Top 10 Reasons We Decided to Adopt

Adoption-i-wasnt-expected-i-was-selectedNow that we are actively pursuing adoption, it feels so obvious to us that we are on the right path. We are so excited to be parents and although this is an alternative way to get there, it is perfect for us. Besides it simply feeling right, there are a few other reasons we decide to adopt.

1. To give a warm, loving and stable home and future to a child that would not have had one otherwise. To change a child’s life.

2. The world’s population is at max capacity as is. Adopting is a way of lessening that burden by choosing to parent a child that is already born or about to be born, rather than going to great extremes to bring one of our own into the world.

3. We agreed on adoption right away. We both feel that adoption is a very special and unique way to start a family. Neither one of us needed convincing.

4. We know that being related by blood doesn’t matter when it comes to love. We know we can have just as loving and strong a relationship with our adopted child as we would have with a biological child.

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What to Expect?

what to expectThis is all starting to feel very real to me, and to us. After so long hoping to have a baby, we are actually going to have one! It’s really happening. To mark the shift from dreaming about having a baby to actually having a baby in the next 9 months or so, I wanted to buy something. You know, so it officially felt real. With the timing of our adoption, it’s as if we just got a positive pregnancy test. So Jamie and I went to the baby store the other day.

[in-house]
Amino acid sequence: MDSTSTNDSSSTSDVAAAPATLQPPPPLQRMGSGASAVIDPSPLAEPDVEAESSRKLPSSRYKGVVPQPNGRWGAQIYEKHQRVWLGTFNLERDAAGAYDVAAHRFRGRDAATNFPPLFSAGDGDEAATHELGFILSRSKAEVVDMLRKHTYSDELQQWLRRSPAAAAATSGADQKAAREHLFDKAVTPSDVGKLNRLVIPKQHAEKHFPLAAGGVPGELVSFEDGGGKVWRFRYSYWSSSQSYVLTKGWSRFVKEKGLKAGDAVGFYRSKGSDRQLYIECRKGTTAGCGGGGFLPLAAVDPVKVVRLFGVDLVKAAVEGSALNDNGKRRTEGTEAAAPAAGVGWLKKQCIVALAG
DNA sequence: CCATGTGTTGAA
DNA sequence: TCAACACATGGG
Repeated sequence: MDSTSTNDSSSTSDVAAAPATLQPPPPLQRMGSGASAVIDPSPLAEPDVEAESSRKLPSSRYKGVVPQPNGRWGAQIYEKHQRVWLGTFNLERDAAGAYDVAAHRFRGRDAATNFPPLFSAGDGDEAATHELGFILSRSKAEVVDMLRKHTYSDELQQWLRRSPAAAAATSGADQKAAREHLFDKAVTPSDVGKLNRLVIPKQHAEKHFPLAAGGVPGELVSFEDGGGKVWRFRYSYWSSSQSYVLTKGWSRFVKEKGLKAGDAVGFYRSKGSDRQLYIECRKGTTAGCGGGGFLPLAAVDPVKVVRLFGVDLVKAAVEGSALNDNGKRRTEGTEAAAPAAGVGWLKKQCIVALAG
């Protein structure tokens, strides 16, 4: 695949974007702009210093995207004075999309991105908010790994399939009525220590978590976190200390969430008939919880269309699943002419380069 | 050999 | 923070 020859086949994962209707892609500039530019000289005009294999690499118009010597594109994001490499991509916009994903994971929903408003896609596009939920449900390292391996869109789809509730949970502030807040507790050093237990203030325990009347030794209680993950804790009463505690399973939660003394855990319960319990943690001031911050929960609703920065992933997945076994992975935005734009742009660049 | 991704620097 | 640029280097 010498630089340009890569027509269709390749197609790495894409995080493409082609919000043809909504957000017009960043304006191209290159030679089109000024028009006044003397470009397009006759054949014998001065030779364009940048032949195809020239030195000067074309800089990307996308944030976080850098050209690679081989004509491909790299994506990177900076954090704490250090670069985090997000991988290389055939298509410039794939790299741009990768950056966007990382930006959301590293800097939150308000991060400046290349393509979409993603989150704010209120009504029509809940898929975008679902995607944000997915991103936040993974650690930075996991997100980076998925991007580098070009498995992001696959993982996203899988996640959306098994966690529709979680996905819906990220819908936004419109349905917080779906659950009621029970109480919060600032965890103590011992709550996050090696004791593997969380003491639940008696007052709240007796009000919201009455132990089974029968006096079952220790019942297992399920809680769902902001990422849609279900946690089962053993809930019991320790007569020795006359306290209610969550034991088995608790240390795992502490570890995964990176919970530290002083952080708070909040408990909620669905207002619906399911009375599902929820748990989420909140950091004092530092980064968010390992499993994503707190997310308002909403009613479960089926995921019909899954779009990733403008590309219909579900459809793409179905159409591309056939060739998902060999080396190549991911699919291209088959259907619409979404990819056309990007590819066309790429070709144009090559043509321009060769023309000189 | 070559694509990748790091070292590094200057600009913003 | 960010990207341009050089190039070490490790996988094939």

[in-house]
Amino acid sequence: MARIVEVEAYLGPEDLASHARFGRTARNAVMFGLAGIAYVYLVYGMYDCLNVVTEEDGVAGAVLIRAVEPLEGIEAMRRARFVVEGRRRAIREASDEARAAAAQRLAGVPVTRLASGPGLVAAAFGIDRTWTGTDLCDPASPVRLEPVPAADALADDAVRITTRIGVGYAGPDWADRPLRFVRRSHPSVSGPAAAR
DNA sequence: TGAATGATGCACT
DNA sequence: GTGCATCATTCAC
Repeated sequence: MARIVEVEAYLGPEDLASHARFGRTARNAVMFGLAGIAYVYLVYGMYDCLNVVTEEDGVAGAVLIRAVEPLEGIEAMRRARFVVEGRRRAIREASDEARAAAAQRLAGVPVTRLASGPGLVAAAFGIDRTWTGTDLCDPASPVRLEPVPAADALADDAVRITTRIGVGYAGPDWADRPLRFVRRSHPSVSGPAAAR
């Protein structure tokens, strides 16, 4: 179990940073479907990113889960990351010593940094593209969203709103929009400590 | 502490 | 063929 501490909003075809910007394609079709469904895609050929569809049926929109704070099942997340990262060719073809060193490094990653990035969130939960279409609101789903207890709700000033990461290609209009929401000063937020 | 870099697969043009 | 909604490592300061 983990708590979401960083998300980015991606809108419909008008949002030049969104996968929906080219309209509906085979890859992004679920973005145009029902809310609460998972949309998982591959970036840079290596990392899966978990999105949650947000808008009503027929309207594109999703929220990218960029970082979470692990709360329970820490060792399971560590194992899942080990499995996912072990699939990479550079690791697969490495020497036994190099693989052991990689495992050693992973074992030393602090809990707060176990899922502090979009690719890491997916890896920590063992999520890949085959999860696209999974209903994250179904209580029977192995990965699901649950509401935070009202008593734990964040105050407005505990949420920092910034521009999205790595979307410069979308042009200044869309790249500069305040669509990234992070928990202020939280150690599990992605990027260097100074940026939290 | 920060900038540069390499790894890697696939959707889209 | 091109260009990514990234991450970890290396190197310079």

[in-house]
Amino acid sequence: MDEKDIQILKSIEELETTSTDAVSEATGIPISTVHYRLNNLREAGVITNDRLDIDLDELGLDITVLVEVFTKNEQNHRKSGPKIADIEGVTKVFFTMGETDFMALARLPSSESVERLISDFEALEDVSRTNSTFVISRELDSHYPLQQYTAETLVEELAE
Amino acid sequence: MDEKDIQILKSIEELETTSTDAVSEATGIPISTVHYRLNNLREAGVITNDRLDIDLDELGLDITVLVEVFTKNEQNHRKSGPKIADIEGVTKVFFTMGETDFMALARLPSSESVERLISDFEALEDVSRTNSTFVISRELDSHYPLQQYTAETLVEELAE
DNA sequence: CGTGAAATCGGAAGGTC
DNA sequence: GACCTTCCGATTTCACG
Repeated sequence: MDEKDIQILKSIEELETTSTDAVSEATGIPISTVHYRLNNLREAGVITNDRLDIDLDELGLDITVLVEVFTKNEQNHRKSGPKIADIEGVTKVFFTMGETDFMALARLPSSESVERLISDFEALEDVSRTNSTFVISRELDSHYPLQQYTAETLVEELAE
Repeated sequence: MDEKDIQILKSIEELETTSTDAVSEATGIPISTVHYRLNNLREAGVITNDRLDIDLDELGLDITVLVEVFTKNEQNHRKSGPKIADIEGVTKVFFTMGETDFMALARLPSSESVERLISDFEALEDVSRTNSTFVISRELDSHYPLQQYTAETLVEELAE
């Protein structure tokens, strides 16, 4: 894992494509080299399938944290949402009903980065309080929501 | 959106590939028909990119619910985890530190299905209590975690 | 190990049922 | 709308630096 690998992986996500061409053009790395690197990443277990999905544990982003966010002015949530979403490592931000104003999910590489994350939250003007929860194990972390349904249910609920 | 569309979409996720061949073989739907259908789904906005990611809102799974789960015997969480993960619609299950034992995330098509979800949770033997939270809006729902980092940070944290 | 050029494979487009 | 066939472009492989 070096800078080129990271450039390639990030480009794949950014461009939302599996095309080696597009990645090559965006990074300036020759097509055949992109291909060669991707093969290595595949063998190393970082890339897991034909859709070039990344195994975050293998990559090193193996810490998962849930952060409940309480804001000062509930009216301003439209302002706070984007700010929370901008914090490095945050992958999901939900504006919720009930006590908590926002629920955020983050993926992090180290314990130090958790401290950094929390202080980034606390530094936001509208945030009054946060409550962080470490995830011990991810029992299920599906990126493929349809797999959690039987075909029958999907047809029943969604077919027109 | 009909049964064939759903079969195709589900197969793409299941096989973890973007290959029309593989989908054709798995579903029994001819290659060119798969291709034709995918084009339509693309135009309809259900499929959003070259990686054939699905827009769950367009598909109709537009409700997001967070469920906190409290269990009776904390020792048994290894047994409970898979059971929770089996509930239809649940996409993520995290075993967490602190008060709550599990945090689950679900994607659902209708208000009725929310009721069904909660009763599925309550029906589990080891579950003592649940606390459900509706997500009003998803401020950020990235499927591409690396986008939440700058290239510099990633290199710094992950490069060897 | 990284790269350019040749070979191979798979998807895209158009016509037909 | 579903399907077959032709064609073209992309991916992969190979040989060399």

This was a big deal for us. We’ve never had any reason to go to a baby store before. I’ve typically always bought gifts for baby showers online. When everyone around you has a baby or is having a baby and you’re having a tough time getting pregnant, the baby store is the last place you want to be, with all those cute little baby shoes and clothes and stuffed animals. So I was really excited that it was finally my turn to shop at the baby store. I thought I would float through this beautiful little store where I would instantly recognize all of the fluffy little items my baby would need.

In my giddiness at having a reason to walk through those doors, I was totally unprepared for what we would find when did walk through those doors… a million pink and blue things I did not recognize and a million more I did not realize we needed.

“What IS all this crap?” Jamie asked me.

“I have no idea,” I replied. And I didn’t. It was immediately overwhelming.